So why not just forgo it altogether? We’ve seen the proliferation of online-first spaces over the last number of years, and several that have been able to break into the mainstream. Without question, forging an online-first gallery identity, particularly if accompanied by a nomadic exhibitional practice, can create a niche for oneself in the art world. However, this approach is not without its own pitfalls; collecting has not entirely lost its in-person allure, and the logistical difficulties of programming nomadic spaces are not to be taken lightly. While the responsibilities of maintaining a full-time space can be colossal, nomadic spaces aren’t an altogether exemption from both expense and hassle. Having participated in a nomadic space, I know personally the issues of navigating short term leases with less-than-amenable landlords.

What’s more, success as a gallery often comes by way of hard-earned engagement with a collector base, but also a broader community. While this community can be cultivated online, we’ve yet to see exactly to what effect, or whether the geographical non-specificity of the internet becomes, over the long term, a sufficient mode of creating connection. And, to collapse this notion as quickly as it sprung up, “online” or “nomadic” never really means what we expect them to: primary presences on the internet or at temporary spaces are also subject to ong term issues of storage and other miscellaneous business going-ons. In short, you can’t ship physical art to a web page, and certainly not to a short term lease (if you ever want to see it again).

While this might read as a longwinded definition of a dead end, I’m increasingly interested in middle-ground options; space usages that allow for long term tenancy presenting the possibility of centrality, or at least greater freedom. I am keen to explore the utilisation of space sharing throughout major art cities, where multiple galleries can individually utilise a space for a certain number of exhibitions a year. To date, I am only familiar with La Maison de Rendez-Vous in Brussels a shared space between LamdaLamdaLamda, MISAKO&ROSEN, and Park View/Paul Soto (with Mexico City’s Lulu having previously been a resident) – and formerly, the home of Galeria Wschód in Warsaw, which had been shared with another gallery in a former Soviet printing complex. Still, these are better-established galleries that use these spaces to further cultivate extant collector bases; I think this approach could be particularly valuable for smaller galleries, each to share a space on a kind of time-share basis, with rent and other associated costs being split accordingly.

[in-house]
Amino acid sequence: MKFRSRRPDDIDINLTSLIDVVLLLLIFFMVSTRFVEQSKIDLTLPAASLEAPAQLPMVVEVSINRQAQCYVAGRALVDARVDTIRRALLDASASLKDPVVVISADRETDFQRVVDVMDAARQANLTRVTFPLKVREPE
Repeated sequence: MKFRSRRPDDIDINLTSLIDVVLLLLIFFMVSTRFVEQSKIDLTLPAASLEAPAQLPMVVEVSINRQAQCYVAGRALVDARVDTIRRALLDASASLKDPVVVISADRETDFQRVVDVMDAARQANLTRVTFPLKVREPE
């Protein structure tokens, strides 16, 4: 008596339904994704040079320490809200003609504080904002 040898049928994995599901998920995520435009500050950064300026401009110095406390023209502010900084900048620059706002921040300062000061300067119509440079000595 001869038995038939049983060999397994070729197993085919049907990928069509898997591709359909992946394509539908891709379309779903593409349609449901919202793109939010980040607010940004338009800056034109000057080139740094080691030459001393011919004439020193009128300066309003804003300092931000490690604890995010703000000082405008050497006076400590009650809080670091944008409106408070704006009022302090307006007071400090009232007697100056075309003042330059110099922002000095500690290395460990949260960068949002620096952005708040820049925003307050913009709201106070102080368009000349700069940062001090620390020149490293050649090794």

But even as I think about it, a pernicious truth resurfaces: the trouble with sharing a space is that each gallery must have a distinct enough identity in order to distinguish itself from its co-tenants, preying on what is a source of great difficulty for younger galleries. While many galleries set out a nominal mission statement, how many present an aesthetically or ideologically identifiable program over an extended period? This is issued less as a criticism and more as a fact. To showcase “emerging” art is to peddle in the diffuse, and while a valuable contribution to the art world nonetheless, it is all too easy to image the side-by-side programming of galleries all melting into the one, with any commercial benefit being directed merely to the lucky tenants who happen to be occupying the space at any given time.

Yet, I remain committed to the possibility, even if I can’t yet see how it would be borne out. To be sure, I’m left with deeply valuable food for thought. How do galleries articulate mission, and how can one mitigate the drawbacks of that specificity in an increasingly polyphonic world? I suppose I know what I’ll write about in two week’s time.  

Image Credits:
1. Courtesy of La Maison de Rendez-Vous; Exhibition – La Hangar. Image by Isabelle Arthuis.